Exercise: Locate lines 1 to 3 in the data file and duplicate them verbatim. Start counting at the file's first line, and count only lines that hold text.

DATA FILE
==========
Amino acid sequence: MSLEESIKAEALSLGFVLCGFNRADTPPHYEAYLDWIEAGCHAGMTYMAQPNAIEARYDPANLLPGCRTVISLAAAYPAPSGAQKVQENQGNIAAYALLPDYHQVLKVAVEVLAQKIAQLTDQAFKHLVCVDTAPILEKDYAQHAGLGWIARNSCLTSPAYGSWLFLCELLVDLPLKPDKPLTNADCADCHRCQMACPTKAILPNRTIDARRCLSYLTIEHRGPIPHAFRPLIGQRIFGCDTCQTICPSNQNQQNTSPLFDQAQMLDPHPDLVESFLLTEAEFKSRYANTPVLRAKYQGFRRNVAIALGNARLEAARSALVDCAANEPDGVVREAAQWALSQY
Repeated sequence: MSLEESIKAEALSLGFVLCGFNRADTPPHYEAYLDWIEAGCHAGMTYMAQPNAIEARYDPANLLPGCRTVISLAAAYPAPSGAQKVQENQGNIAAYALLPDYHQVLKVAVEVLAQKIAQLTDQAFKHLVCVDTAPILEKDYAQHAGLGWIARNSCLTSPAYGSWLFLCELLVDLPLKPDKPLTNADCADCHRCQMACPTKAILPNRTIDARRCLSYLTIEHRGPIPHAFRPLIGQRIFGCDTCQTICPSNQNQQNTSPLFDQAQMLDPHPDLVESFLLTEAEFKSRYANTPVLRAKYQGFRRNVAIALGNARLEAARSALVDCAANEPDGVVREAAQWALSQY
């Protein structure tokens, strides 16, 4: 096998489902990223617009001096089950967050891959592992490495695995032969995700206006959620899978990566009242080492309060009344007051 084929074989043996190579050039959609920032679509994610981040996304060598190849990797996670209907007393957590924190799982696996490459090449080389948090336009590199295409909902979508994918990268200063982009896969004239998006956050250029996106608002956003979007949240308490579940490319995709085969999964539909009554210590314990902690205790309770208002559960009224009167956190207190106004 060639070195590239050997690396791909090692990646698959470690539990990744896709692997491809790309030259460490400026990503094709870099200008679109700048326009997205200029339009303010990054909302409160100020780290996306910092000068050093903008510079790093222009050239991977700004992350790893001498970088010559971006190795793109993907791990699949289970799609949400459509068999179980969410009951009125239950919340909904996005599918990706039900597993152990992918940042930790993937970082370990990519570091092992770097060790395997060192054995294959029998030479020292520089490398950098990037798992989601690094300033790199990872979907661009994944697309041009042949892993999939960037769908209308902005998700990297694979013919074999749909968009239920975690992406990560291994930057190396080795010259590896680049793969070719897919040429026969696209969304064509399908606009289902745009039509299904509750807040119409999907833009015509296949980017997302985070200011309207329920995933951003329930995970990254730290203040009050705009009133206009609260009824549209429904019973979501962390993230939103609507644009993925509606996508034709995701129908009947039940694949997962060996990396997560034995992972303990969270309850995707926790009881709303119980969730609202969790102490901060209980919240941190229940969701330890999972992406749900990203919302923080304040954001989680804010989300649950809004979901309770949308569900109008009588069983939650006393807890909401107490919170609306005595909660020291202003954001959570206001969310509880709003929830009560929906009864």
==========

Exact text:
Amino acid sequence: MSLEESIKAEALSLGFVLCGFNRADTPPHYEAYLDWIEAGCHAGMTYMAQPNAIEARYDPANLLPGCRTVISLAAAYPAPSGAQKVQENQGNIAAYALLPDYHQVLKVAVEVLAQKIAQLTDQAFKHLVCVDTAPILEKDYAQHAGLGWIARNSCLTSPAYGSWLFLCELLVDLPLKPDKPLTNADCADCHRCQMACPTKAILPNRTIDARRCLSYLTIEHRGPIPHAFRPLIGQRIFGCDTCQTICPSNQNQQNTSPLFDQAQMLDPHPDLVESFLLTEAEFKSRYANTPVLRAKYQGFRRNVAIALGNARLEAARSALVDCAANEPDGVVREAAQWALSQY
Repeated sequence: MSLEESIKAEALSLGFVLCGFNRADTPPHYEAYLDWIEAGCHAGMTYMAQPNAIEARYDPANLLPGCRTVISLAAAYPAPSGAQKVQENQGNIAAYALLPDYHQVLKVAVEVLAQKIAQLTDQAFKHLVCVDTAPILEKDYAQHAGLGWIARNSCLTSPAYGSWLFLCELLVDLPLKPDKPLTNADCADCHRCQMACPTKAILPNRTIDARRCLSYLTIEHRGPIPHAFRPLIGQRIFGCDTCQTICPSNQNQQNTSPLFDQAQMLDPHPDLVESFLLTEAEFKSRYANTPVLRAKYQGFRRNVAIALGNARLEAARSALVDCAANEPDGVVREAAQWALSQY
């Protein structure tokens, strides 16, 4: 096998489902990223617009001096089950967050891959592992490495695995032969995700206006959620899978990566009242080492309060009344007051 084929074989043996190579050039959609920032679509994610981040996304060598190849990797996670209907007393957590924190799982696996490459090449080389948090336009590199295409909902979508994918990268200063982009896969004239998006956050250029996106608002956003979007949240308490579940490319995709085969999964539909009554210590314990902690205790309770208002559960009224009167956190207190106004 060639070195590239050997690396791909090692990646698959470690539990990744896709692997491809790309030259460490400026990503094709870099200008679109700048326009997205200029339009303010990054909302409160100020780290996306910092000068050093903008510079790093222009050239991977700004992350790893001498970088010559971006190795793109993907791990699949289970799609949400459509068999179980969410009951009125239950919340909904996005599918990706039900597993152990992918940042930790993937970082370990990519570091092992770097060790395997060192054995294959029998030479020292520089490398950098990037798992989601690094300033790199990872979907661009994944697309041009042949892993999939960037769908209308902005998700990297694979013919074999749909968009239920975690992406990560291994930057190396080795010259590896680049793969070719897919040429026969696209969304064509399908606009289902745009039509299904509750807040119409999907833009015509296949980017997302985070200011309207329920995933951003329930995970990254730290203040009050705009009133206009609260009824549209429904019973979501962390993230939103609507644009993925509606996508034709995701129908009947039940694949997962060996990396997560034995992972303990969270309850995707926790009881709303119980969730609202969790102490901060209980919240941190229940969701330890999972992406749900990203919302923080304040954001989680804010989300649950809004979901309770949308569900109008009588069983939650006393807890909401107490919170609306005595909660020291202003954001959570206001969310509880709003929830009560929906009864």